I recently discovered something called Inktober, which is a challenge to artists to produce one piece of work in ink each day of October. Of course, I already work exclusively in ink, so it suits me well in that regard. The daily part, however, is something I haven’t done since my Thing A Day project, which is very close to being one year ago. Back then, I had only just started lettering, and looking back on the posts, I can see so much I would change and so much that I have learnt. So nearly a year later, I find that I’m back to doing a thing a day, though this time I decided to do an exploration of styles in designing drop caps. Similar to my Days of the Week project, I took this opportunity to challenge myself to making each drop cap as different from the others as possible.
At the same time, I’ve been posting each drop cap as it comes to Twitter and having a little fun composing each tweet to start with the same letter as each day’s drop cap.
Here, I will provide a little insight into what I was aiming for with each drop cap and how it turned out.
A: My goal was what is essentially a Roman capital with a healthy dose of Gothic inspiration informing it. As much as I love Gothic alphabets, the letter A always seems lacking somehow, so it was fun to inject a little of the style into something a bit more aesthetically pleasing and legible.
B: I looked to create a letter B that fit well with a Copperplate calligraphy style, but had a unique formation. If you follow the stroke of the pen from the curl at the top right (which would be the starting place in writing it) and trace it all the way through the letter you can see that the lower bowl of the B is created before the upper, which is not the normal way round. To complement the odd formation, the decoration is a little Escher-esque.
C: Going for a kind of 3D style, which is pretty common in lettering, but the tendency seems to be to use either a shadow or a side-on view of a raised letter. If the two are combined (which they sometimes are) then it seems that the shadow is always comes on the same side as the raised effect. In this case, I experimented with making the light source come from (roughly) the same position as the perspective.
D: A straight up experiment in making things unabashedly swirly. I think that there is a lot more to explore with this style, and I revisit it with the L, later. I think I might experiment further with it in future lettering pieces, too.
E: This is another example of a raised letter, like the C, but with no shadow. Instead, I endeavoured to make what looks like an inlay made of wood. If it’s hard to see in the small preview, click on the image to get a better look!
F: The first really Gothic letter I did in the Inktober challenge. The A was an something I wanted to create in a space between traditional styles, but this time, I was aiming for something as more of a calligraffiti-Gothic hybrid.
G: Sunday is my day off, so I had more time to add more detail and have fun. I was aiming for something ornate and fun, while still adhering to good fundamentals of Roman letter design. It’s important to spend a long time thinking about proportions and form before getting too bogged down in the details.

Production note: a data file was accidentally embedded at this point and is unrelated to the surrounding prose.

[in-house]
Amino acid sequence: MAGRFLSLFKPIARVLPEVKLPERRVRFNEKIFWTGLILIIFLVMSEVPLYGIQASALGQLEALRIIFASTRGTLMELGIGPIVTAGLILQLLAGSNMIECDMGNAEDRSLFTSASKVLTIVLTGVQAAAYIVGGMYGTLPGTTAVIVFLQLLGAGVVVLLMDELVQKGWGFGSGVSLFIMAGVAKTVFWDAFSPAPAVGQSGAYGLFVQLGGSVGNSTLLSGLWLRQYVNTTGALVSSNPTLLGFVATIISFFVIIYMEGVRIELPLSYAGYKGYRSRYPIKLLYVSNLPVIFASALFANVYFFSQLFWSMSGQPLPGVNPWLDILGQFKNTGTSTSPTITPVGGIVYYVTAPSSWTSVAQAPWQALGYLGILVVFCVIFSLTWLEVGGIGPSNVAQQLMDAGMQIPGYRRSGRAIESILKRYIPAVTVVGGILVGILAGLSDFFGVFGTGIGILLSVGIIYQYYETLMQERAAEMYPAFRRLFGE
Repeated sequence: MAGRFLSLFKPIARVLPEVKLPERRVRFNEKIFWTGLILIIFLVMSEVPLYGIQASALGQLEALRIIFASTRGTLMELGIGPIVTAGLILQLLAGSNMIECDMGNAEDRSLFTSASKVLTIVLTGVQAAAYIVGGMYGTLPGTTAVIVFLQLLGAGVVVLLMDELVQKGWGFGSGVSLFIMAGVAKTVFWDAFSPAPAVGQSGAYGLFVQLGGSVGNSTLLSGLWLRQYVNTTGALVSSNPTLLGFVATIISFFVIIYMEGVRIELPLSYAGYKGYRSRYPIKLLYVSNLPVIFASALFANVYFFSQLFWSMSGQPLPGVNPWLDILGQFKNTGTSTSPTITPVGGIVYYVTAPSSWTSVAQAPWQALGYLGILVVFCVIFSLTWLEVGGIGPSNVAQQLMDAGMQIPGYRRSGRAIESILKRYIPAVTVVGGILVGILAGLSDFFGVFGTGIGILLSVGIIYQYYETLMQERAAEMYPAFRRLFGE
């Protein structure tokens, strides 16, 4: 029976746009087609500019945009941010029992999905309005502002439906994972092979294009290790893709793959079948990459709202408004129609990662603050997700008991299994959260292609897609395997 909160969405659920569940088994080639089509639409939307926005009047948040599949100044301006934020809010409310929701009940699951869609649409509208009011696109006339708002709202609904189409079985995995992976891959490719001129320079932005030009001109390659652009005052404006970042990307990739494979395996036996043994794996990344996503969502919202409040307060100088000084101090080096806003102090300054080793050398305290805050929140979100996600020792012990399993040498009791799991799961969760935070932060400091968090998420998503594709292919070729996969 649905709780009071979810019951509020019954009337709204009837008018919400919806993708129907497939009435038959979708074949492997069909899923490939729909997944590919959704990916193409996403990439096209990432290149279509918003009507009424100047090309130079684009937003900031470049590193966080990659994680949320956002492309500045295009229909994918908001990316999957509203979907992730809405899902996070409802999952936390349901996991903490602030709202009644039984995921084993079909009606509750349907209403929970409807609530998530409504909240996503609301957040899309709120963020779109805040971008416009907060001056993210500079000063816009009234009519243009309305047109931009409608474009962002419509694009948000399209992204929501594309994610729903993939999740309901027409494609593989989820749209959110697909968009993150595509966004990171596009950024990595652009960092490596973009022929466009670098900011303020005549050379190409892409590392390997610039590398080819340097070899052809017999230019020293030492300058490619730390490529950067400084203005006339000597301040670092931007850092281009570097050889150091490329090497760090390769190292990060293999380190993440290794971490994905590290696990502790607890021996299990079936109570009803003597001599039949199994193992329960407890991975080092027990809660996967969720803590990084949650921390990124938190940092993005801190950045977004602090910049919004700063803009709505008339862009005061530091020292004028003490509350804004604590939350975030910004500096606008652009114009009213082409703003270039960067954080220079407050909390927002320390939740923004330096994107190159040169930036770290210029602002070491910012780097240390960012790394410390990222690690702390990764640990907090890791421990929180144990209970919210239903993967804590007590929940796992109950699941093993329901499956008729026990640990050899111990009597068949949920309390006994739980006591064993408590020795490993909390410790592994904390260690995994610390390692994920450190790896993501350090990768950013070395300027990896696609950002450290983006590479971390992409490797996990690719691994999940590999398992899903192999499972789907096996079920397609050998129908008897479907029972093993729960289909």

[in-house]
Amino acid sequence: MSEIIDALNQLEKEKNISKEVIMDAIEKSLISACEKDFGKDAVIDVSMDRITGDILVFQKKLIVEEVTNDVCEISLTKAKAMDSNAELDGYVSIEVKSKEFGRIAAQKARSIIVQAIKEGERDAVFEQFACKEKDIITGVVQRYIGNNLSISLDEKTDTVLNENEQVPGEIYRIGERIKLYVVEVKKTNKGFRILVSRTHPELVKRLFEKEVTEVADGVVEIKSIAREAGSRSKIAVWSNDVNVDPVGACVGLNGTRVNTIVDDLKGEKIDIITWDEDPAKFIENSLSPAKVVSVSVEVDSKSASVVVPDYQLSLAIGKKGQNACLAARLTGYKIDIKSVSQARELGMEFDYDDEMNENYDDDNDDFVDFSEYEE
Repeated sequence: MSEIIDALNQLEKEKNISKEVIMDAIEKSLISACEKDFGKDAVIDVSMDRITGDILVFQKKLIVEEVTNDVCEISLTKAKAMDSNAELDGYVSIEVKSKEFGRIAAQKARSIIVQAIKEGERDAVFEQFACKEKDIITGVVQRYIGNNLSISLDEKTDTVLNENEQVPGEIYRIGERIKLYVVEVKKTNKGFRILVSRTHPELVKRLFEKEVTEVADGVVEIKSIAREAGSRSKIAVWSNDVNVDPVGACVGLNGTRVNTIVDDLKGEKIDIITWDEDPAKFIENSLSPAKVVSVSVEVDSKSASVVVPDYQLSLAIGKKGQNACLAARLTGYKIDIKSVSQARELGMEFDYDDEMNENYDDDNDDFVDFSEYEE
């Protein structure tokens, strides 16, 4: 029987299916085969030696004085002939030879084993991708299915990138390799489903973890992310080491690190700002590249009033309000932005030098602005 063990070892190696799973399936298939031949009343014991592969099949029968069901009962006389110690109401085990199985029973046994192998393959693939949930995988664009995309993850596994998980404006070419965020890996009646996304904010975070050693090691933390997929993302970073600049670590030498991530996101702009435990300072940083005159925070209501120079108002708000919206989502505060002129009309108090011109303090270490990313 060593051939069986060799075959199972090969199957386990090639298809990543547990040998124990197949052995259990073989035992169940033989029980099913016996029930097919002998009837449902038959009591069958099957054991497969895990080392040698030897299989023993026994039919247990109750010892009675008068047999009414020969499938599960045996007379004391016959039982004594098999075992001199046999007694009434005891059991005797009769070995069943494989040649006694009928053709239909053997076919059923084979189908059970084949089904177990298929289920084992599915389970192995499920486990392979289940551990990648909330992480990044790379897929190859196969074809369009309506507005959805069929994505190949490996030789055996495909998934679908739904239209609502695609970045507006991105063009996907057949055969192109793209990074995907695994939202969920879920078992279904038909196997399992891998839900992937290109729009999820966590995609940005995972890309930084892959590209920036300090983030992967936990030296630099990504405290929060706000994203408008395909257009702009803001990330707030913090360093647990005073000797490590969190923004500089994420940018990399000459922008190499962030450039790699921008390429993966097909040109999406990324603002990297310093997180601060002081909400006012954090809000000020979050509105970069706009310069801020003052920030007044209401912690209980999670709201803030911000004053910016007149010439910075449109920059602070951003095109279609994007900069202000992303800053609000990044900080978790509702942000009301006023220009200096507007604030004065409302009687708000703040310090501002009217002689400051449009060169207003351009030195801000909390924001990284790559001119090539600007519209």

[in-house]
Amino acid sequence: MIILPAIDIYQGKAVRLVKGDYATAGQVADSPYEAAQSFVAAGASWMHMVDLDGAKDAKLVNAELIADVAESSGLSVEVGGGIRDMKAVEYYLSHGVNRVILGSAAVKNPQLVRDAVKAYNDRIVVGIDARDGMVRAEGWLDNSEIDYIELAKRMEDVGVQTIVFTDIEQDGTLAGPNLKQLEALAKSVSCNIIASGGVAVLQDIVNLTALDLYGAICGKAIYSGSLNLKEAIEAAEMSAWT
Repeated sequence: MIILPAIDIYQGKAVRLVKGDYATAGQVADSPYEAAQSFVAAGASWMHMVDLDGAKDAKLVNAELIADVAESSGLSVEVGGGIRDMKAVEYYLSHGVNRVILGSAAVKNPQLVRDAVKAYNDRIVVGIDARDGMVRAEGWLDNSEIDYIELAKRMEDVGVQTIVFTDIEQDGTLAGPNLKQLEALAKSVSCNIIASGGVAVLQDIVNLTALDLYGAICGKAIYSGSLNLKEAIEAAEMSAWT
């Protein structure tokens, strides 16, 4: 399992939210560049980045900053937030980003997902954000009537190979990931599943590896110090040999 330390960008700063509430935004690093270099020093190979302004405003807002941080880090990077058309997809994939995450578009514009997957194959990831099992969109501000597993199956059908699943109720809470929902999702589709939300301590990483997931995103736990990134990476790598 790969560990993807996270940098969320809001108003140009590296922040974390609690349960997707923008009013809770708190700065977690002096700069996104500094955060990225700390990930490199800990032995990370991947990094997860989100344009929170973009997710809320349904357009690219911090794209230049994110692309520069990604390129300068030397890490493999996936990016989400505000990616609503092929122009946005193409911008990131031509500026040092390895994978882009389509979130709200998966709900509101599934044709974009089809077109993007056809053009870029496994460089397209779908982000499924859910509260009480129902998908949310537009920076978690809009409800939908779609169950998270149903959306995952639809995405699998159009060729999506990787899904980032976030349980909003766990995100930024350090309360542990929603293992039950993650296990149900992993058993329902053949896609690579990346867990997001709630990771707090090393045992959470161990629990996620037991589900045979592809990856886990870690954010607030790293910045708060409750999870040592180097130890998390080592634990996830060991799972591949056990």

H: Bold and strong, inspired by Art Deco power and seeming fascination with trains and forward motion. I used stippling for the first time in what seems like forever to create the effect in the middle.
I: Similar to the F, this one draws most of its elements from Gothic styles of calligraphy, but its form adheres a little bit more to what we would consider a traditional hand-written capital letter I crossed on the two ends. I think that the little drop shadow outline gives it a nicer effect than what I was going for on the F, so I was pleased with how it turned out.
J: A bit of an unconventional form with is a combination of a typographic J, which often omits the full curl on the end of the stem, and a hand-written style with a full crossbar on top. The ornamentation is something that I enjoyed doing on a previous lettering piece and wanted to dedicate some time to in one of my drop caps. I did take a lot longer than other letters though!
K: This one is in a pretty comic-book-like style, which is something that I haven’t explored much before. The form of the letter, the strong drop shadow, and the interior shading come together to make the style, and it ends up standing out as quite different from the other drop caps.
L: Having enjoyed the D, I decided to create a letter that was made entirely of swirly bits. Before filling in the outline it looked almost as though it was made of feathers, and it does a little still, I suppose.
M: This one combines quite a few things I’ve done in past lettering pieces. The decoration on the inlay, the fragmented style and the raised sides are all elements I’ve used before, but not quite in this combination, where they end up creating a unique effect.
The rest of the alphabet will be along in a a couple of weeks or so after I’ve finished the Inktober challenge. In fact, I started a couple of days before Inktober, having decided on a whim to do a drop cap a day, so I will run out of letters a few days before the end of October. I’m planning on doing some number-based lettering pieces, or at the very least some ever popular ampersand practice, and other symbols. Why do designers love ampersands so much anyway? What about the poor @ sign, which never gets much love?
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